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I put my fingers toward the window jamb and feel a slight draft of cold air coming from the silver-colored metal rail that the lower sash slides on (See picture).

By holding a piece of cardstock at the corner between the upper sash and that rail and putting my hand on either side of it, I've determined the cold air is coming from the silver rail area, as opposed to from between the upper sash and the jamb. The window sashes have some fuzzy weatherstripping between the sash and jamb.

So it feels like air is infiltrating through the side of the window. Why would this happen, and is there anything that could be done? I have several windows, and they are all similar.

Note, in learning about window anatomy, I've observed that "rail" refers to the top of a window sash. But here, by rail, I mean the silver metal pictured upon which the window sash slides. I don't know what it's called. Maybe channel is the correct term?

Picture

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  • Hello, and welcome to Home Improvement. It's hard for us to help without more info (e.g. is this worse on windy days? is this an apartment building). And, you should probably take our tour so you'll know how best to participate here. Dec 7 '19 at 17:30
  • It's an apartment building. It's not windy today, and I can feel a slight draft. It feels worse on cold days, probably because the incoming air is colder. The draft is very slight, as if the air there is colder. But I think it lowers heating efficiency, and makes areas by the windows feel cold.
    – bernie
    Dec 7 '19 at 17:49
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Apartment buildings are notorious for poor weatherproofing - especially around windows. If there is a gap that cold air is passing through you can seal it with a can of spray insulating foam. Better yet have the apartment super do it for you. But the heat loss is probably the result of poor weatherizing. Those metal windows are heat bridges conducting heat out of your apartment. In an apartment you have no option to upgrade windows so the best answer is warm window covers (blinds or curtains) that can seal around the window and reduce your heat loss. They can be costly but at least you'll be comfy and reduce your energy costs. However, if this is just a short term rental, anything that has reasonable insulating properties that you can hang or tape over the window should help. Otherwise, wear a heavy sweater.

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  • Re. weatherization. My suspicion is that on the exterior, there are some gaps that let air come in from around the window. Hence, I feel cold air from the silver area I've pictured. I've put up packing tape on the window channel, and I'll see how it feels.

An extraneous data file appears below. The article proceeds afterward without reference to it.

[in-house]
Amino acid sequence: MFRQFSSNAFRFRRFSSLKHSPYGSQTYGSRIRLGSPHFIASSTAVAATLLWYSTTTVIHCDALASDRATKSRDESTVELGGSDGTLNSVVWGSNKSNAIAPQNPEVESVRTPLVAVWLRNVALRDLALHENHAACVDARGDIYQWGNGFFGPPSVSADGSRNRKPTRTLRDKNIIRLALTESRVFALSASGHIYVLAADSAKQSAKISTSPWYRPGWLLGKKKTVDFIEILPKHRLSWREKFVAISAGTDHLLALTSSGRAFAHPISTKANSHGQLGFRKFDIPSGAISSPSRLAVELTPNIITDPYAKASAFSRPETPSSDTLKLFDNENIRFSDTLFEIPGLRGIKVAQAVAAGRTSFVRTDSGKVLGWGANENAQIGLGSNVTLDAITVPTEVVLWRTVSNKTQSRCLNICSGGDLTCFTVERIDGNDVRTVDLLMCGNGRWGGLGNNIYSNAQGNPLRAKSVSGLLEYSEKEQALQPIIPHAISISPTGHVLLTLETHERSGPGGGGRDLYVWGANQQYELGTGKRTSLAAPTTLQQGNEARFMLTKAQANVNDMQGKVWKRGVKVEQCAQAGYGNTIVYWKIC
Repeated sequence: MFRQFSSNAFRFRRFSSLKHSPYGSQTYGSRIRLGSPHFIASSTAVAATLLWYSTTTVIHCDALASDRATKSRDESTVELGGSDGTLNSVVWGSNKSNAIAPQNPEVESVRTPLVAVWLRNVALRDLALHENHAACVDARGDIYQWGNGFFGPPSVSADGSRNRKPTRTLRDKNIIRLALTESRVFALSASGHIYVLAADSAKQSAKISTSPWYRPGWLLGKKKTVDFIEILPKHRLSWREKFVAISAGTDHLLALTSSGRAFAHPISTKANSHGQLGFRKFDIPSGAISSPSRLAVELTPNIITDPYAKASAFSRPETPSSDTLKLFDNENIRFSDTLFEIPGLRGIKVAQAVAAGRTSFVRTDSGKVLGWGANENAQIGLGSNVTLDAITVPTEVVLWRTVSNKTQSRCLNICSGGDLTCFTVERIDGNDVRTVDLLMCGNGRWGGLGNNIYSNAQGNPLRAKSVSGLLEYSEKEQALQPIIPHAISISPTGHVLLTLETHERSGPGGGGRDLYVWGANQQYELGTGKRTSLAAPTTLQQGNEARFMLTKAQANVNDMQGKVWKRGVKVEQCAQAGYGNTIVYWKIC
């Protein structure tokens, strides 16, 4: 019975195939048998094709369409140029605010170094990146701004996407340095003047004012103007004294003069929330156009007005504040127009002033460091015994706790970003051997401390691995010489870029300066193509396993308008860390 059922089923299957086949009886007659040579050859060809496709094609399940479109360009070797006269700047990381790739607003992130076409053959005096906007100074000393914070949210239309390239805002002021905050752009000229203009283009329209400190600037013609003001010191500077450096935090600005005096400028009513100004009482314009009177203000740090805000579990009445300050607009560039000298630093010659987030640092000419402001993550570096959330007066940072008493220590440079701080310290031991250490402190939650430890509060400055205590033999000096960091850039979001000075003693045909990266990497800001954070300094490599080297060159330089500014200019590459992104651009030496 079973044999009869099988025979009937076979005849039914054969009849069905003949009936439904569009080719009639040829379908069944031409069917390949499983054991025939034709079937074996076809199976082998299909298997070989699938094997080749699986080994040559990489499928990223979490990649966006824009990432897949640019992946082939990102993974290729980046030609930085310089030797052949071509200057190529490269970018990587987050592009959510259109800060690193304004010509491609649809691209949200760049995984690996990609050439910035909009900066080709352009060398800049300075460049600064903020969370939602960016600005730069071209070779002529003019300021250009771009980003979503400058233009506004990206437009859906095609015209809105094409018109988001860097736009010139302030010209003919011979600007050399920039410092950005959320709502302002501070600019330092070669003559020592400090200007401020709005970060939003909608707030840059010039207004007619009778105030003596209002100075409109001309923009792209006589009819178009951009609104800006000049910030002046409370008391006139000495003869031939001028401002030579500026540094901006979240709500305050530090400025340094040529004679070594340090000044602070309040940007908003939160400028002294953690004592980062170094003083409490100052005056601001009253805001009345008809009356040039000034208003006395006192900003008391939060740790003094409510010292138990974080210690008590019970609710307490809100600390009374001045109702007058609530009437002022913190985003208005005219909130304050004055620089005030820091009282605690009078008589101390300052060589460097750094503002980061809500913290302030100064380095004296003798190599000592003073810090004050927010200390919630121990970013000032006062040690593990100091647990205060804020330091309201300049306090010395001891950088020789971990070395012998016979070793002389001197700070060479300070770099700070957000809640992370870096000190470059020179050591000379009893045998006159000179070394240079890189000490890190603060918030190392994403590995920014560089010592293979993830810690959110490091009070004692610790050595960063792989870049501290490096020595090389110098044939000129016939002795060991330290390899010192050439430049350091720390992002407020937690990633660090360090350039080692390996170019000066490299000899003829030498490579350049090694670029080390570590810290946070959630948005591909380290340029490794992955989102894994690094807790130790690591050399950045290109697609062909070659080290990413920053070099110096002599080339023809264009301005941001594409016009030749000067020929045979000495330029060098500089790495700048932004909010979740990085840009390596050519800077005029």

– bernie
    Dec 9 '19 at 2:15
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They have string-type weatherstripping putty that would be ideal for your situation. You can push the string putty into the gap and/or cover the gap for the winter, then remove it by peeling it off when the weather warms up and you want to open the window.

The long-term solution is for the sash to be removed and the integral weatherstrip (that fuzzy stuff you saw) to be repaired/replaced. Even then, old windows were not made for optimum heat conservation...

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  • I'd like to add that I've been told the windows are <10 years old. The cold air is coming from the silver metal area, as opposed to from between the sash and jamb, so I think the fuzzy weatherstripping on the window sash is doing its job. Taking inspiration from your suggestion, I've taken some packing tape, and I've taped over the window channel (over the silver part of the window) for a few of my windows. I'll see how it feels.
    – bernie
    Dec 9 '19 at 2:04
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The best solution I've found is to put plastic window insulation up. The thin sheet of plastic completely seals the window, preventing exchange of air from the outside to the inside. This creates a large barrier of still air that is far thicker than the gap inside a double-pane window.

That bead caulk might plug some gaps, but the full measure solution is the plastic window insulation.

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  • Not a bad idea at all, but it is ugly and some folks may not like that. Also, the tape can damage paint when removing it, and renters may not be willing to fix the damage/pay the damage deposit. Just a couple of considerations...
    – FreeMan
    Jan 26 at 14:32

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